"The soldiers and tourists hurry off the high grass."
Translation:A katonák és a turisták lesietnek a magas fűről.
It follows the direction given with the suffix -ről. The soldiers go "down from" the grass, so you can complement that with using the le- prefix. I think using el- here might sound a bit odd. (Not a native!) El- is mostly used when going "away from" something (so typically with -tól/től) or when given a target in the meaning of "go over to".
Correct. "El-" is also used when you are not in or on something but, for example, next to something. You cannot some OFF being next to something, rather, you come AWAY from that position.
Btw, all this usage of "lesietnek", and "sietnek" in general, is highly unusual, weird. The verb "siet" is used much less than it is suggested in this course.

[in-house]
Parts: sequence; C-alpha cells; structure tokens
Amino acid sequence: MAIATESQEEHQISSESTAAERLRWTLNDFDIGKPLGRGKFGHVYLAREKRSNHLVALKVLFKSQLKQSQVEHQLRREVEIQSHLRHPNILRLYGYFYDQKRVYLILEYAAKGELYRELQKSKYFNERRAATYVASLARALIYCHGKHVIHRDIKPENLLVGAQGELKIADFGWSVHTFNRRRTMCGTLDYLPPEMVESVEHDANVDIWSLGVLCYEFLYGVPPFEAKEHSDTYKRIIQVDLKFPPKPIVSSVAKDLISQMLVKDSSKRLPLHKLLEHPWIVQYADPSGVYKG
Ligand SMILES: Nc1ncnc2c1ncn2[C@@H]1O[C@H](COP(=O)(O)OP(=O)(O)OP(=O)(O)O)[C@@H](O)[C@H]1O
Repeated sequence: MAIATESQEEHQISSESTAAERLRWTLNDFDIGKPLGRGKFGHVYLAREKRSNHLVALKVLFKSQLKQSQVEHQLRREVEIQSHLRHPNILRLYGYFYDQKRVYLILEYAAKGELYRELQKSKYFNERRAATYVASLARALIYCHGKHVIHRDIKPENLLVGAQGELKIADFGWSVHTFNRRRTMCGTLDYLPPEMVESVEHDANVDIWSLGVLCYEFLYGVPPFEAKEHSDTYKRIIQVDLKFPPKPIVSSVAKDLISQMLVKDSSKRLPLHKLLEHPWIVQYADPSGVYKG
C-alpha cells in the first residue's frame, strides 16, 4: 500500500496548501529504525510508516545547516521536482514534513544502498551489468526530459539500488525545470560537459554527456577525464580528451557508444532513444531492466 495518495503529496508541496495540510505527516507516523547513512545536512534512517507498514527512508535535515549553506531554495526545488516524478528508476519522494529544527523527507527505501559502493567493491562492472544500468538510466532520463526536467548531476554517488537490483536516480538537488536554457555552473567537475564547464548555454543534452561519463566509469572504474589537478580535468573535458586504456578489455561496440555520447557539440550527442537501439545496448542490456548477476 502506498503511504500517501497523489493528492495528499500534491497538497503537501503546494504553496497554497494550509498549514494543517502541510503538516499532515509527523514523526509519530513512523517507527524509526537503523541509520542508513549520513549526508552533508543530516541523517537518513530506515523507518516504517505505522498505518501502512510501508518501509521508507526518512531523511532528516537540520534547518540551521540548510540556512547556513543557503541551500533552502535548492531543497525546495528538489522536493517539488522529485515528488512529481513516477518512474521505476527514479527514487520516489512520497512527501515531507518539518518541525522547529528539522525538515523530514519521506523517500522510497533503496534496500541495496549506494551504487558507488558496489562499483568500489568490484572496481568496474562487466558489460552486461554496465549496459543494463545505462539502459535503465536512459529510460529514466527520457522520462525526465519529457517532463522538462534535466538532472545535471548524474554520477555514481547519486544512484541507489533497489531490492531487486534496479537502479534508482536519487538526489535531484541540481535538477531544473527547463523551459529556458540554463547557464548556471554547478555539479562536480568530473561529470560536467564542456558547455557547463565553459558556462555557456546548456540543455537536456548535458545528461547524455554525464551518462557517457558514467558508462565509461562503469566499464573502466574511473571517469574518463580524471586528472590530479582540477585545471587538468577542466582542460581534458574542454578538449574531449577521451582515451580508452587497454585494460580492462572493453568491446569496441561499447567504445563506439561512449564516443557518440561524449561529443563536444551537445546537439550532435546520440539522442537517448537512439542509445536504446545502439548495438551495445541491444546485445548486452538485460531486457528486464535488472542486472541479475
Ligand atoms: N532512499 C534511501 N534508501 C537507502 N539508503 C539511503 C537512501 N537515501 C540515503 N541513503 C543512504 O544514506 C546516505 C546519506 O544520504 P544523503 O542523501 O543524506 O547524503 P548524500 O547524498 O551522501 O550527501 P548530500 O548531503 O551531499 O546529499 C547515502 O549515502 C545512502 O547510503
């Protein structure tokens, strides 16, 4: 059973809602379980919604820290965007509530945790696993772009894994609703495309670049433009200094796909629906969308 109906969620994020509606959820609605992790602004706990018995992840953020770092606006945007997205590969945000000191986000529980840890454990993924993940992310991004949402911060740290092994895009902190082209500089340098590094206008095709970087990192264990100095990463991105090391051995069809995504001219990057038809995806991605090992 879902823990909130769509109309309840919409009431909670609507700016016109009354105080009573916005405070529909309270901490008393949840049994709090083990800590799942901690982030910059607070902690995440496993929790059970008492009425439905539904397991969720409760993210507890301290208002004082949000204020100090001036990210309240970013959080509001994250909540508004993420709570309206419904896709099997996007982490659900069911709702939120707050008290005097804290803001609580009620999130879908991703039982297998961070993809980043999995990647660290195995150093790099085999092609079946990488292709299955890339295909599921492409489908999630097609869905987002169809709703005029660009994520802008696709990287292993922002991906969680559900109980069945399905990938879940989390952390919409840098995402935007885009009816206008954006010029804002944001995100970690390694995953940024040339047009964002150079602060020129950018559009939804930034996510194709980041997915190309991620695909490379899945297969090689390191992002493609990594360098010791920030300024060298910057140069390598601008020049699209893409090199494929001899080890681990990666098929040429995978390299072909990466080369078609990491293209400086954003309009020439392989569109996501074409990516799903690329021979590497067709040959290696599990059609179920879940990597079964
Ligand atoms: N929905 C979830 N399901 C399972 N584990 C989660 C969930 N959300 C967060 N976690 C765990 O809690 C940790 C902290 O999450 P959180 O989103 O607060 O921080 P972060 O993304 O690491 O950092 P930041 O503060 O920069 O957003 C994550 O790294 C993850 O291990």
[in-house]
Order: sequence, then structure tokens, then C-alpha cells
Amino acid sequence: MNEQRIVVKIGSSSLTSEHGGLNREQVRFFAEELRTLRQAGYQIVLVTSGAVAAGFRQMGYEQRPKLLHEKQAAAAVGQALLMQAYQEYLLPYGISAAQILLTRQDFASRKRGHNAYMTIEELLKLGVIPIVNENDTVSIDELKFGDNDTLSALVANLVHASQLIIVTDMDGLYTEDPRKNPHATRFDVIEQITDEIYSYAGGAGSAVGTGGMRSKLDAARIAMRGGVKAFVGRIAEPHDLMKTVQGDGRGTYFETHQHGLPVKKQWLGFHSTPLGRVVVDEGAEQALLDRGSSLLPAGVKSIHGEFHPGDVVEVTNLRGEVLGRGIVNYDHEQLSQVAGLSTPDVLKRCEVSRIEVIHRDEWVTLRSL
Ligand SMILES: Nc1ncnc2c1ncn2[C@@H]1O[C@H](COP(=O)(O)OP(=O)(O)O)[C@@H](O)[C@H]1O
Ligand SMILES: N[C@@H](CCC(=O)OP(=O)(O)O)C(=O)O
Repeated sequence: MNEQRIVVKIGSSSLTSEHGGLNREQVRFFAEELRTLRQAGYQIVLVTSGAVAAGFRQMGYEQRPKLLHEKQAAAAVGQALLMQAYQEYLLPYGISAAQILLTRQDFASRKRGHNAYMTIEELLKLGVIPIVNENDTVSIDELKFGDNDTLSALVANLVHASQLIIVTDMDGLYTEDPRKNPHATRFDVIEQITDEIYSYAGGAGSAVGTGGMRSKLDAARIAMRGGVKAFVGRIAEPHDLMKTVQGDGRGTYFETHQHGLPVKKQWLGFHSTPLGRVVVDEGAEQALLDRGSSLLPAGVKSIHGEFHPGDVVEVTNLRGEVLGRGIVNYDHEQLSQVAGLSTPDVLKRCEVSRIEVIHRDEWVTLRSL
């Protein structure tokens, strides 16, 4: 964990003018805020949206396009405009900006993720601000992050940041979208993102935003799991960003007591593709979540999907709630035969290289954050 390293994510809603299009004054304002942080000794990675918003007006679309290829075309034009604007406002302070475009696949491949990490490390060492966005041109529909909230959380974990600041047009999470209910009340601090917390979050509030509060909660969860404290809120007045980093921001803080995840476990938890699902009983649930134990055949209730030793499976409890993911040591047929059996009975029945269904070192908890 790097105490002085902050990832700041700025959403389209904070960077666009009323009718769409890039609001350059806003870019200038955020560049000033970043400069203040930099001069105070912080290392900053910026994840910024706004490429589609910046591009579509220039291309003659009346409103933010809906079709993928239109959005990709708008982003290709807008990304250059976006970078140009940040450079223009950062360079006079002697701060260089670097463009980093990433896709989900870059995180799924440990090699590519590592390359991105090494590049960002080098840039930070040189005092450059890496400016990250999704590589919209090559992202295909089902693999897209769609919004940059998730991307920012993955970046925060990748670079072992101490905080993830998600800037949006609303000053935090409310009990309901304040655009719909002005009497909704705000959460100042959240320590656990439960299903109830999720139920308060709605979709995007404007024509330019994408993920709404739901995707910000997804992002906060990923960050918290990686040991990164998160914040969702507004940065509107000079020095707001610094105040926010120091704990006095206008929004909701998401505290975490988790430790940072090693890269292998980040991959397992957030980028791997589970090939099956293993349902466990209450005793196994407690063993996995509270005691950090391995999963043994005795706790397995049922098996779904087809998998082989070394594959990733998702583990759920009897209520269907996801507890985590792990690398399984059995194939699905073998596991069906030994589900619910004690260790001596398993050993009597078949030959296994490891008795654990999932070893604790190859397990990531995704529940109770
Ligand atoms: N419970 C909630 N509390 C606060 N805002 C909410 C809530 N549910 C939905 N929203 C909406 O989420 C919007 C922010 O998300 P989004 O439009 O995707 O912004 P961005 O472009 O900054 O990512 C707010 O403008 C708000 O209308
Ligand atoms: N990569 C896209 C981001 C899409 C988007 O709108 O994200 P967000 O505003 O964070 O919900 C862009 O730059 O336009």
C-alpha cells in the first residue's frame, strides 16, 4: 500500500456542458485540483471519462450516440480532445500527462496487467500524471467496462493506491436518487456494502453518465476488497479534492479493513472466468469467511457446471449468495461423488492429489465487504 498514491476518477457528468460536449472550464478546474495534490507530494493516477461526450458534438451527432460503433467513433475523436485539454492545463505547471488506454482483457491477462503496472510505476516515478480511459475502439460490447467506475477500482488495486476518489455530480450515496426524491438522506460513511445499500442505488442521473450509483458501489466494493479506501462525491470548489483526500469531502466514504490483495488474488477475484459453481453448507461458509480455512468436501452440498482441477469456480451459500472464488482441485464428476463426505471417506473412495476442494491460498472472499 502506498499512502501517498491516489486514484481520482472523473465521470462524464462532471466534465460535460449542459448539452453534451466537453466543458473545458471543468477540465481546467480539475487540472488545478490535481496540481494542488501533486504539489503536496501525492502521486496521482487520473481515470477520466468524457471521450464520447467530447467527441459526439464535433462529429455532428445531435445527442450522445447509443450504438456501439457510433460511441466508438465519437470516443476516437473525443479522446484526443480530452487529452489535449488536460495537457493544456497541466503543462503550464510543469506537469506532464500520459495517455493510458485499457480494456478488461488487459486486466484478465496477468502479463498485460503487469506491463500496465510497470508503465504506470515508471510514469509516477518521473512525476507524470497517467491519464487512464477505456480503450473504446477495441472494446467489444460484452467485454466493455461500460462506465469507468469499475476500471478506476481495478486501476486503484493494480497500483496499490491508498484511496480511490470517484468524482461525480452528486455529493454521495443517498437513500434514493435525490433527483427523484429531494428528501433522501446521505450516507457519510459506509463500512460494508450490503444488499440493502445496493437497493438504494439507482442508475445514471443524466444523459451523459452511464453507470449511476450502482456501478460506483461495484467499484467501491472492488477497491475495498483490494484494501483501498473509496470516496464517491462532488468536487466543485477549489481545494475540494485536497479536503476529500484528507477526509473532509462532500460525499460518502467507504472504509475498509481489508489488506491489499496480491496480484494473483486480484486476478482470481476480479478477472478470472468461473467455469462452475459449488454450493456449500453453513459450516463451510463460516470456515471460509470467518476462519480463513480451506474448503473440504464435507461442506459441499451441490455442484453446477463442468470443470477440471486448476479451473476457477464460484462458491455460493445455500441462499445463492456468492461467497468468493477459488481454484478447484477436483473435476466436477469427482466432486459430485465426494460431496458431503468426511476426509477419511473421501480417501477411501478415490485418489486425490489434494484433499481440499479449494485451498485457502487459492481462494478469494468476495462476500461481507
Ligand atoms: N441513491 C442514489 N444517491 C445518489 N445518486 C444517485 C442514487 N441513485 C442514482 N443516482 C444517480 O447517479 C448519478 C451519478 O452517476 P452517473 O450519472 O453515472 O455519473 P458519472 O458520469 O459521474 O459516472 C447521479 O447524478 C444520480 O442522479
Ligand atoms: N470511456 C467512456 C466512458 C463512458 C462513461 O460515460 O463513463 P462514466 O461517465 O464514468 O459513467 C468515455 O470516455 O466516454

Doesn't have to be. Remember that the focus of the sentence is on whatever is in front of the verb stem. So in the sentence "A katonák sietnek le", the focus is on the person; it answers the question "Who is hurrying off?" On the other hand in "A katonák lesietnek", the focus is on the verb/action itself, so it answers the question "What are the soldiers doing?"